FBI wants internet and telephone companies to install surveillance software inside networks

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As if PRISM wasn’t enough, now the US government is publicly pressuring tech companies (internet service providers, telecommunication companies, etc.) to install “port reader software” that would allow the FBI to access encrypted data which the agency’s legal team claims that it has legal rights to do so under the Patriot Act.

Providers such as Verizon and AT&T are publicly refusing to install the port reader software but it is unclear that if carriers are actually resisting due to privacy concerns or just acting innocent to look sympathetic to their customers. For all we know, they might have already installed the software.

An FBI spokesman claims that the agency is legally allowed to “collect metadata” — which CNET refers to as “IP addresses, e-mail addresses, identities of Facebook correspondents, Web sites visited, and possibly Internet search terms as well” — from providers, as this could help solve legal cases. He went on and said that the agency will only use this technology when providers’ technology is unable to provide what they need:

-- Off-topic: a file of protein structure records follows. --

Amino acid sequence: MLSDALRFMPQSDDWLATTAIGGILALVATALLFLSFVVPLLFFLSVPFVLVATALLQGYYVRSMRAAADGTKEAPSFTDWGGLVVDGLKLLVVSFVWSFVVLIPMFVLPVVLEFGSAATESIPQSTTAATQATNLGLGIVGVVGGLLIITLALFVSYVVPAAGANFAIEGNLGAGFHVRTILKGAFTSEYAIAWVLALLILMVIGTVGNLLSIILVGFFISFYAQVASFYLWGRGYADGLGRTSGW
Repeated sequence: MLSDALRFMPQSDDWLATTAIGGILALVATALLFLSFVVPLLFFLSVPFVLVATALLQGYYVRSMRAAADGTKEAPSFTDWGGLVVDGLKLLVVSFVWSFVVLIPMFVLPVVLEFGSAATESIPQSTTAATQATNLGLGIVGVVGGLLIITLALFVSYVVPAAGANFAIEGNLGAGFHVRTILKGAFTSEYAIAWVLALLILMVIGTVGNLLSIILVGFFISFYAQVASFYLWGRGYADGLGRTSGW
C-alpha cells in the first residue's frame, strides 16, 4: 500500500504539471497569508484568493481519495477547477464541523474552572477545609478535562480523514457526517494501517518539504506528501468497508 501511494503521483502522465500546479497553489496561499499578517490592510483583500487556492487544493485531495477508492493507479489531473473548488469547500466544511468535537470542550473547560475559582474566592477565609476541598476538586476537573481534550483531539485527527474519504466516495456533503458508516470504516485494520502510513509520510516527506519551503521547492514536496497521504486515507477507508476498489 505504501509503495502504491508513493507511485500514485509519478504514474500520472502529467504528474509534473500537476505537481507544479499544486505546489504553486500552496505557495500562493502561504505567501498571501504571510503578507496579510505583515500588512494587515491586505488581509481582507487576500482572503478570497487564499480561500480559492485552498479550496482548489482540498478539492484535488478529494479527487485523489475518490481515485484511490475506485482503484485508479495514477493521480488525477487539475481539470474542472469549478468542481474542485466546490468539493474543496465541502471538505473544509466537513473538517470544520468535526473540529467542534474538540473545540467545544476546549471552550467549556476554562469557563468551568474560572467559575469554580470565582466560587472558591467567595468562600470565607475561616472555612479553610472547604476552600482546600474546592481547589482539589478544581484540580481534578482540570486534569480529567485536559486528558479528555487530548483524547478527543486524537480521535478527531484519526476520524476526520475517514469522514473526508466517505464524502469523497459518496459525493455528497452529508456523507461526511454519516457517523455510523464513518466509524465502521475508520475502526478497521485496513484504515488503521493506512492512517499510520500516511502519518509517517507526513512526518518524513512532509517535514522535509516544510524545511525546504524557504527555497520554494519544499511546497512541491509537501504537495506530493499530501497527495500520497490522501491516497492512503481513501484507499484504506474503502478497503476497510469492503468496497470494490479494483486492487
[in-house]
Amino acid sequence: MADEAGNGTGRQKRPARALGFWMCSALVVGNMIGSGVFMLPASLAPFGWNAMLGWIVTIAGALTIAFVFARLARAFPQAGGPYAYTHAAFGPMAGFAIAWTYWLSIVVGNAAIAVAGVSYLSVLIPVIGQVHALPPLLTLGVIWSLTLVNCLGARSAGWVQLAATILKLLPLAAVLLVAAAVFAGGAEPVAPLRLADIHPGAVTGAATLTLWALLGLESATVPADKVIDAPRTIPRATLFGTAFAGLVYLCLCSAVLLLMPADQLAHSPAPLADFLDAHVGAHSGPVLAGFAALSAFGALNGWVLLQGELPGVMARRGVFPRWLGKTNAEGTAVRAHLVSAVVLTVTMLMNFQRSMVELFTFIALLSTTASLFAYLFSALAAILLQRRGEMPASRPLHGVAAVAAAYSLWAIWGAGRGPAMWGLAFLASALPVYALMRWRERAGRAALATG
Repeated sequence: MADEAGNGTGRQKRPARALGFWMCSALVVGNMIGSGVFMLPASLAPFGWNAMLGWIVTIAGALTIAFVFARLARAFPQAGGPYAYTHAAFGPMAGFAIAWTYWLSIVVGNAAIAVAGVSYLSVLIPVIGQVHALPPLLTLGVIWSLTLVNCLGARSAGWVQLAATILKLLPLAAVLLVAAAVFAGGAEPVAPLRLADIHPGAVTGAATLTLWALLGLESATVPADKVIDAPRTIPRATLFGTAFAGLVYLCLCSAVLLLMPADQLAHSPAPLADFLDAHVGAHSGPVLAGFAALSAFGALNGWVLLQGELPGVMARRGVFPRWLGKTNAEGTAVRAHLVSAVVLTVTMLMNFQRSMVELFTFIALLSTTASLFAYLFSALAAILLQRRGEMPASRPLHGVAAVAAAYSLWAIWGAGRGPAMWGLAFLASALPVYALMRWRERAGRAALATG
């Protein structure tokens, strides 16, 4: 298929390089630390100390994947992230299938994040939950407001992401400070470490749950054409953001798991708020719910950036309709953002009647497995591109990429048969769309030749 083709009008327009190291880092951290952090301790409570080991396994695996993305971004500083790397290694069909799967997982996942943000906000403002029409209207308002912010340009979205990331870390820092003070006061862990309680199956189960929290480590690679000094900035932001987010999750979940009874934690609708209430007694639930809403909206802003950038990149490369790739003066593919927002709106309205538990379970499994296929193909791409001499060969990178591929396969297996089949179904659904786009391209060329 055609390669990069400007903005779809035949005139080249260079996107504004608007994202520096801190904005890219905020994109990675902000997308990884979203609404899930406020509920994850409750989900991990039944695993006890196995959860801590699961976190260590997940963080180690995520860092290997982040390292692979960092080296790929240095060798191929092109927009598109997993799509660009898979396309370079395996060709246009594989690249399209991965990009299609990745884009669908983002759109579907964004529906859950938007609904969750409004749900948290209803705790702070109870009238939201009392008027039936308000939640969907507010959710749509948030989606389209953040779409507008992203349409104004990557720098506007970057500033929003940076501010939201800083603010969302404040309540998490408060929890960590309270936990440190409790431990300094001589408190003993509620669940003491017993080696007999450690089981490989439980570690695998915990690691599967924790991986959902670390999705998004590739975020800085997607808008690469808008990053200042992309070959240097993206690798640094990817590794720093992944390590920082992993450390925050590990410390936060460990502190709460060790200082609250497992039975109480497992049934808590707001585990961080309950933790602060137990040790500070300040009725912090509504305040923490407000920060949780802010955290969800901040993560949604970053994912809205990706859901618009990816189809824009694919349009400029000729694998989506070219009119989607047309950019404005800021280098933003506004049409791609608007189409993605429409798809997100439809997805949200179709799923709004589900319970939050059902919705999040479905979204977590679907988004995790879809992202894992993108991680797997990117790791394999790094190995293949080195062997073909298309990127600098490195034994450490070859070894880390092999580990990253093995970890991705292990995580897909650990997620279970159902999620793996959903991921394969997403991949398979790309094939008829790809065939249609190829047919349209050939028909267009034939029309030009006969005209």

“In circumstances where a provider is unable to comply with a court order utilizing its own technical solution(s), law enforcement may offer to provide technical assistance to meet the obligation of the court order.”

Hanni Fakhoury, an attorney at the Electronic Frontier Foundation, said he is concerned about what port reader software can do and is fearful “that the boxes are secretly storing something, or that they’re doing more than just simply allowing traffic to sift through and pulling out the routing information.”

The real truth? We probably will never know.

[via Gigaom , Cnet  Image via Cnet]

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1 comment

  1. Darcy

    Unlike the Internet, there are actual laws on the books to prevent authorities from bugging phones without a warrant. I expect this one will go to the Supreme court but, if they are doing their job, it will be denied.